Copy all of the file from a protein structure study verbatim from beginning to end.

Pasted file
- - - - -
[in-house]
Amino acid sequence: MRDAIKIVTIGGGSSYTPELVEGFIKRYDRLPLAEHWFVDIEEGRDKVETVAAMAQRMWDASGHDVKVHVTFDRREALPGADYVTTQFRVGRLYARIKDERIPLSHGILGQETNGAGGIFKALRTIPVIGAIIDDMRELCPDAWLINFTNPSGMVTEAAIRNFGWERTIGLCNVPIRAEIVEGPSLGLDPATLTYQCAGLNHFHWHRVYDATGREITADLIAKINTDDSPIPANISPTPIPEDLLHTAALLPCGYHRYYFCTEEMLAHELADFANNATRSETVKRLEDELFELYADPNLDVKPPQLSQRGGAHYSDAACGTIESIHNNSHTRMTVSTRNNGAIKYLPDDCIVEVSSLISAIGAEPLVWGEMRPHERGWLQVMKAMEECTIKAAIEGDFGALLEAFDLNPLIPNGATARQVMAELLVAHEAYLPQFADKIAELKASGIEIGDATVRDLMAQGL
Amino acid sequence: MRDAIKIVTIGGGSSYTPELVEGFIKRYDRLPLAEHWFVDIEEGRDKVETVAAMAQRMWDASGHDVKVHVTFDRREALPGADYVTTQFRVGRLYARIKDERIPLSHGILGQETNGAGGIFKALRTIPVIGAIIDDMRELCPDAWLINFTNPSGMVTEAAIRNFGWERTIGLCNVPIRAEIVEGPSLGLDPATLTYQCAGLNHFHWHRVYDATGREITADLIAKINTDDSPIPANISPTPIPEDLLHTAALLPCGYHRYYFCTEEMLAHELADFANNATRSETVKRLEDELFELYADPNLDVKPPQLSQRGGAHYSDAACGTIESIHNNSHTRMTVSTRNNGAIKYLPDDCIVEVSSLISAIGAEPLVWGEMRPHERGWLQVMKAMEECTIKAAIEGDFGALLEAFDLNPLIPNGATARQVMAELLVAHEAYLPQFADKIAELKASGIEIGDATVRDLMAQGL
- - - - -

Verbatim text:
[in-house]
Amino acid sequence: MRDAIKIVTIGGGSSYTPELVEGFIKRYDRLPLAEHWFVDIEEGRDKVETVAAMAQRMWDASGHDVKVHVTFDRREALPGADYVTTQFRVGRLYARIKDERIPLSHGILGQETNGAGGIFKALRTIPVIGAIIDDMRELCPDAWLINFTNPSGMVTEAAIRNFGWERTIGLCNVPIRAEIVEGPSLGLDPATLTYQCAGLNHFHWHRVYDATGREITADLIAKINTDDSPIPANISPTPIPEDLLHTAALLPCGYHRYYFCTEEMLAHELADFANNATRSETVKRLEDELFELYADPNLDVKPPQLSQRGGAHYSDAACGTIESIHNNSHTRMTVSTRNNGAIKYLPDDCIVEVSSLISAIGAEPLVWGEMRPHERGWLQVMKAMEECTIKAAIEGDFGALLEAFDLNPLIPNGATARQVMAELLVAHEAYLPQFADKIAELKASGIEIGDATVRDLMAQGL
Amino acid sequence: MRDAIKIVTIGGGSSYTPELVEGFIKRYDRLPLAEHWFVDIEEGRDKVETVAAMAQRMWDASGHDVKVHVTFDRREALPGADYVTTQFRVGRLYARIKDERIPLSHGILGQETNGAGGIFKALRTIPVIGAIIDDMRELCPDAWLINFTNPSGMVTEAAIRNFGWERTIGLCNVPIRAEIVEGPSLGLDPATLTYQCAGLNHFHWHRVYDATGREITADLIAKINTDDSPIPANISPTPIPEDLLHTAALLPCGYHRYYFCTEEMLAHELADFANNATRSETVKRLEDELFELYADPNLDVKPPQLSQRGGAHYSDAACGTIESIHNNSHTRMTVSTRNNGAIKYLPDDCIVEVSSLISAIGAEPLVWGEMRPHERGWLQVMKAMEECTIKAAIEGDFGALLEAFDLNPLIPNGATARQVMAELLVAHEAYLPQFADKIAELKASGIEIGDATVRDLMAQGL